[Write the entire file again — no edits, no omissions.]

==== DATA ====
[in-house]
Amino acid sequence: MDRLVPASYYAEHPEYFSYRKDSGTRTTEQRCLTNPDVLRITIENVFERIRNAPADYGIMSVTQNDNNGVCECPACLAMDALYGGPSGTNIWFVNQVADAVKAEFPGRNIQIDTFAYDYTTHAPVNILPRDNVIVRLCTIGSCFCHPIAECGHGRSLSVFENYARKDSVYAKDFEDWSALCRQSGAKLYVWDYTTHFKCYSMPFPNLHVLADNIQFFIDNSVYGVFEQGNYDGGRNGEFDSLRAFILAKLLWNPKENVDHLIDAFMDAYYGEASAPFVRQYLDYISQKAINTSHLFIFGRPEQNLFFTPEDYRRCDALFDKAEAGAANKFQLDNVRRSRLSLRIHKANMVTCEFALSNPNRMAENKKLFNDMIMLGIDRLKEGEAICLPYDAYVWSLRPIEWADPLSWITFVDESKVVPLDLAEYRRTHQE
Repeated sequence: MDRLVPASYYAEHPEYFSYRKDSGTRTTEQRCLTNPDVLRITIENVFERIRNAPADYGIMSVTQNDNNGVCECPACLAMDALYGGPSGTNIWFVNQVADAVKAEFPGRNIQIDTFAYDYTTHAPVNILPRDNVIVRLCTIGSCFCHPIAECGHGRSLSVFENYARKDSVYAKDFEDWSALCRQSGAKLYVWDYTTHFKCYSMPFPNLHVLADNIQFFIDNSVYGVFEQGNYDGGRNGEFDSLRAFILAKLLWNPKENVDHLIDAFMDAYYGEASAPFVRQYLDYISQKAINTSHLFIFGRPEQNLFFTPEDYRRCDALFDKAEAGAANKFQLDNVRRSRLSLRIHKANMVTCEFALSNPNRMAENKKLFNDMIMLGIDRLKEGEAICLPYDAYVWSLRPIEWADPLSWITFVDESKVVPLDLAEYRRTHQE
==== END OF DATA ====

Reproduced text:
[in-house]
Amino acid sequence: MDRLVPASYYAEHPEYFSYRKDSGTRTTEQRCLTNPDVLRITIENVFERIRNAPADYGIMSVTQNDNNGVCECPACLAMDALYGGPSGTNIWFVNQVADAVKAEFPGRNIQIDTFAYDYTTHAPVNILPRDNVIVRLCTIGSCFCHPIAECGHGRSLSVFENYARKDSVYAKDFEDWSALCRQSGAKLYVWDYTTHFKCYSMPFPNLHVLADNIQFFIDNSVYGVFEQGNYDGGRNGEFDSLRAFILAKLLWNPKENVDHLIDAFMDAYYGEASAPFVRQYLDYISQKAINTSHLFIFGRPEQNLFFTPEDYRRCDALFDKAEAGAANKFQLDNVRRSRLSLRIHKANMVTCEFALSNPNRMAENKKLFNDMIMLGIDRLKEGEAICLPYDAYVWSLRPIEWADPLSWITFVDESKVVPLDLAEYRRTHQE
Repeated sequence: MDRLVPASYYAEHPEYFSYRKDSGTRTTEQRCLTNPDVLRITIENVFERIRNAPADYGIMSVTQNDNNGVCECPACLAMDALYGGPSGTNIWFVNQVADAVKAEFPGRNIQIDTFAYDYTTHAPVNILPRDNVIVRLCTIGSCFCHPIAECGHGRSLSVFENYARKDSVYAKDFEDWSALCRQSGAKLYVWDYTTHFKCYSMPFPNLHVLADNIQFFIDNSVYGVFEQGNYDGGRNGEFDSLRAFILAKLLWNPKENVDHLIDAFMDAYYGEASAPFVRQYLDYISQKAINTSHLFIFGRPEQNLFFTPEDYRRCDALFDKAEAGAANKFQLDNVRRSRLSLRIHKANMVTCEFALSNPNRMAENKKLFNDMIMLGIDRLKEGEAICLPYDAYVWSLRPIEWADPLSWITFVDESKVVPLDLAEYRRTHQE